Gangetic River dolphin declared city animal of Guwahati
Assam's Guwahati became the first city in the country to have its own city animal with the district administration declaring the Gangetic river dolphin as its official mascot.
Gangetic River Dolphin locally known as ‘Sihu’ in Guwahati is on the verge of extinction. Less than 2,000 Gangetic river dolphins remain in the Brahmaputra River along Guwahati.
- The district administration had organised online and offline voting among three protected creatures, which are on the verge of extinction, to decide the mascot.
- Along with Gangetic river dolphin, the other two animals were black softshell turtle (Bor Kaso) and greater adjutant stork (Hargila).
- These three animals are on the verge of extinction. The number of greater adjutant stork is less than 1,200 in and around Guwahati.
- The three-month-long voting process attracted 60,003 participants to decide the city animal and Gangetic river dolphin received 24,247 votes.
- The greater adjutant stork got 18,454 votes, and black softshell turtle was the choice of 17,302 people. In offline voting, 76 schools and colleges across Guwahati participated.
Gangetic Dolpin is a freshwater or river dolphin found in the Ganges and Brahmaputra Rivers and their tributaries in Bangladesh, India and Nepal. They are also called as the ‘Tigers of Ganga’ as they enjoy the same position in Ganga that a tiger enjoys in the forest.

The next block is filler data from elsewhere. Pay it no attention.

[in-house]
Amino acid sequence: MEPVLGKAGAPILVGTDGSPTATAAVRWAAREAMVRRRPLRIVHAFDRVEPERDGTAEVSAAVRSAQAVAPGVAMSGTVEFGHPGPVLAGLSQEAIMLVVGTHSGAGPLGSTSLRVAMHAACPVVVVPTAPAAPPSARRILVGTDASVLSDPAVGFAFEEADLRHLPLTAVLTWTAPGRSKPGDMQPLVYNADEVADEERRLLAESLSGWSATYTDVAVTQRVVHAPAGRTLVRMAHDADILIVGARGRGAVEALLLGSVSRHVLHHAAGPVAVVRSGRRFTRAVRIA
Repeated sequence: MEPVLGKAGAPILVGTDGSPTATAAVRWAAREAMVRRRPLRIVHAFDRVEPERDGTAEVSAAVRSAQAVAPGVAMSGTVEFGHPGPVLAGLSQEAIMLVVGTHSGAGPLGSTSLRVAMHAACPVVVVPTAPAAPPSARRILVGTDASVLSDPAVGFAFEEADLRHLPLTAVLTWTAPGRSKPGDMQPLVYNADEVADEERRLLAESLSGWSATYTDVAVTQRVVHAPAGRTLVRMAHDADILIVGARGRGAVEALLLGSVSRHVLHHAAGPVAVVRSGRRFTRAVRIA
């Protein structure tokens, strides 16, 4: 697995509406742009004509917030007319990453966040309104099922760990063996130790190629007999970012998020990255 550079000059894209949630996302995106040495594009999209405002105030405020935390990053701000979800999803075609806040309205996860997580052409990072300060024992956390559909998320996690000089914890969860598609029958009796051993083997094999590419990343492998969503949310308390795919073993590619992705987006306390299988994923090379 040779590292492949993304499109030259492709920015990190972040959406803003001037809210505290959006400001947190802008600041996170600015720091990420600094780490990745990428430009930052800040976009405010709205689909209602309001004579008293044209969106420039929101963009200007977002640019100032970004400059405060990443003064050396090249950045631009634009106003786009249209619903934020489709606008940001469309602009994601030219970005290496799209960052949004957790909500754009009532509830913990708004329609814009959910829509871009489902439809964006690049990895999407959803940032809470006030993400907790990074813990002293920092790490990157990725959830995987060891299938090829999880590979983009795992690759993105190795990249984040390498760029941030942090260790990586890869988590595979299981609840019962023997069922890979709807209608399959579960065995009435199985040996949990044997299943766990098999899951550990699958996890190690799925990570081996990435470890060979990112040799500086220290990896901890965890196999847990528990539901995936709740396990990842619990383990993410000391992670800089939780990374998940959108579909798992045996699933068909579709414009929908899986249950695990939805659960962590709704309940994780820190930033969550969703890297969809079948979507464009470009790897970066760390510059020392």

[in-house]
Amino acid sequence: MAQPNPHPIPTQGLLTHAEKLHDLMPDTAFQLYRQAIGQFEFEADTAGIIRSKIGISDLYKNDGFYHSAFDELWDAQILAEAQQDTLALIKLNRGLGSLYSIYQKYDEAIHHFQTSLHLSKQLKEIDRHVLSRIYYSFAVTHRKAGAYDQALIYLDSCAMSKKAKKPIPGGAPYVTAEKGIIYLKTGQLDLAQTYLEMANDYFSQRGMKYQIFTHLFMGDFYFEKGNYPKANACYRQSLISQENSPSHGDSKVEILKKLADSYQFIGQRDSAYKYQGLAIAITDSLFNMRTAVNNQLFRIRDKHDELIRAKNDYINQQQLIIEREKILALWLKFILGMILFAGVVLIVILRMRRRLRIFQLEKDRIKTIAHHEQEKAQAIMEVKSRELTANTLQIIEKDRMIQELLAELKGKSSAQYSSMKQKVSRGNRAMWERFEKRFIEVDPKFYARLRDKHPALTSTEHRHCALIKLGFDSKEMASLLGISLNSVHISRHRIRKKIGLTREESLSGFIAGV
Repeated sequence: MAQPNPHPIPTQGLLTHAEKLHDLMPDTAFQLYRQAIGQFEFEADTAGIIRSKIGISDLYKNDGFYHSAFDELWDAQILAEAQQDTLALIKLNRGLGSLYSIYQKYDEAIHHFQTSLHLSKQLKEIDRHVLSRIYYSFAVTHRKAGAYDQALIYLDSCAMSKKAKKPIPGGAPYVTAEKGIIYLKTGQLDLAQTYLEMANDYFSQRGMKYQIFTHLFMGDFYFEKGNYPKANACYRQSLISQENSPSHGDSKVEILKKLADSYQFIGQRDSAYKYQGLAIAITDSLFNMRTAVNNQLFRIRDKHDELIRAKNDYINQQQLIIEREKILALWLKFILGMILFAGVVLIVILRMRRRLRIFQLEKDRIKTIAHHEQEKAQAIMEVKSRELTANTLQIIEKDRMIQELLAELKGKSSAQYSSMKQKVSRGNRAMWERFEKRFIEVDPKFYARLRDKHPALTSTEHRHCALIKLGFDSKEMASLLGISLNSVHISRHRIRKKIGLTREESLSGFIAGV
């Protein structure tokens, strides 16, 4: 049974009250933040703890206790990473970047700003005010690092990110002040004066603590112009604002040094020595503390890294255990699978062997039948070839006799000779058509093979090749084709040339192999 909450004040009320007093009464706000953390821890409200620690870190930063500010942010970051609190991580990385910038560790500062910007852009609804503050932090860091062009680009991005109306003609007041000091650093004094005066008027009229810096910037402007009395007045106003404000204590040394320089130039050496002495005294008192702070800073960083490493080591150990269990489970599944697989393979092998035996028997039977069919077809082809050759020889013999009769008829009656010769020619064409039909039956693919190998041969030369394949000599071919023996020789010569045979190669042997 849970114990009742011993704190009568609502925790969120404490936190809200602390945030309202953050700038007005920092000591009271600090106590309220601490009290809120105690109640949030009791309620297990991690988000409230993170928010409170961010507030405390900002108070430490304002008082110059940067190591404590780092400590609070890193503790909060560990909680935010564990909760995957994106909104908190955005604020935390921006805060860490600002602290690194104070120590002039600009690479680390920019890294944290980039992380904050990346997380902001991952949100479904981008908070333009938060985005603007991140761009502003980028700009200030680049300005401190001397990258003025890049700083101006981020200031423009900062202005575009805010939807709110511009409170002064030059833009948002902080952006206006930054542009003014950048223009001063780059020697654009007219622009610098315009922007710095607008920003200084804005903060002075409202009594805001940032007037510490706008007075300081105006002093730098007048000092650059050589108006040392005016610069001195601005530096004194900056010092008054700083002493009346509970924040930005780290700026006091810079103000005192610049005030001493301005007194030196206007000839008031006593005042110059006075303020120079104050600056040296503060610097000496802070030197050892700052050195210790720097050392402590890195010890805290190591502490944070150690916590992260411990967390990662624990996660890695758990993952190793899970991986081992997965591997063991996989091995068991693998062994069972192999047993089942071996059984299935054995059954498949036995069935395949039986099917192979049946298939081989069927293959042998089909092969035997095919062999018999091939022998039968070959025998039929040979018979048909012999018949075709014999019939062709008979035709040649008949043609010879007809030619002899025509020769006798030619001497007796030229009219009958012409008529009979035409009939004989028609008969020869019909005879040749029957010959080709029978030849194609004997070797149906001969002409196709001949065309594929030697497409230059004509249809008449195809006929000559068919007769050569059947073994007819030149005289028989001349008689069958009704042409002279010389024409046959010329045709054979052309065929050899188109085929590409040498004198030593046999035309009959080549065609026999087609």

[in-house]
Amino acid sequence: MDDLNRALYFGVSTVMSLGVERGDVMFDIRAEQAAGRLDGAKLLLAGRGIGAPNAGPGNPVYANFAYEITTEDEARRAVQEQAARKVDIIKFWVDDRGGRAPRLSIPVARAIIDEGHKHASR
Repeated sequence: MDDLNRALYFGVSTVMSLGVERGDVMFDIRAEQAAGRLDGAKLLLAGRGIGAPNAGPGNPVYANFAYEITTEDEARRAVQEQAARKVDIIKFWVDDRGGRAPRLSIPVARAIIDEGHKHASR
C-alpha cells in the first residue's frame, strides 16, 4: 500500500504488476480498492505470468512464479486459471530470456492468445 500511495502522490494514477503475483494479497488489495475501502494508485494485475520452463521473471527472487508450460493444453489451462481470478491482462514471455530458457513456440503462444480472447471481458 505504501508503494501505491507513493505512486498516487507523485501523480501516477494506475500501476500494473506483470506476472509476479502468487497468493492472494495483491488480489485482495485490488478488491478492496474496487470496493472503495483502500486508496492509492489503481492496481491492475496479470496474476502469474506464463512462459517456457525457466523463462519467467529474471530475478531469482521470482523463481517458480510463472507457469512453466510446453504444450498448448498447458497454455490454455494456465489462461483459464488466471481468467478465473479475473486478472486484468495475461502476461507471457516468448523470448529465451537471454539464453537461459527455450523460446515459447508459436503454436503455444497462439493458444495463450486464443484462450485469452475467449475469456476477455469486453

Scientific name: Platanista gangetica.
Habitat and characteristic features :
The Ganges river dolphin can only live in freshwater around the confluence of two or more rivers.
They are essentially blind and hunt by emitting ultrasonic sounds, which bounces off of fish and other prey, enabling them to “see” an image in their mind.
They are frequently found alone or in small groups, and generally a mother and calf travel together. It weighs up to 150 kg. Males are smaller than females.
International trade is prohibited by the listing it on Appendix I of the Convention on International Trade in Endangered Species (CITES).
It is protected under the Indian Wildlife Act. IUCN has listed it as ‘endangered‘. It is also placed in Schedule-I of the Wildlife (Protection) Act, 1972.
Threats due to human interaction :
Poisoning of the water supply from industrial and agricultural chemicals has contributed to population decline of Gangetic dolphin.
Entanglement in fishing nets and hunting them for their oil and meat has caused significant damage to local population numbers.
The most significant issue is the building of more than 50 dams along many rivers has caused segregation of populations and a narrowed gene pool in which dolphins can breed.
Conservation Programme: Ministry of Environment, Forest and Climate Change had launched Ganges River Dolphin Conservation Programme in 1997 to build a scientific database of their population status and also study their habitat quality of the dolphins’ distribution range. It has been officially declared as National Aquatic Animal of India.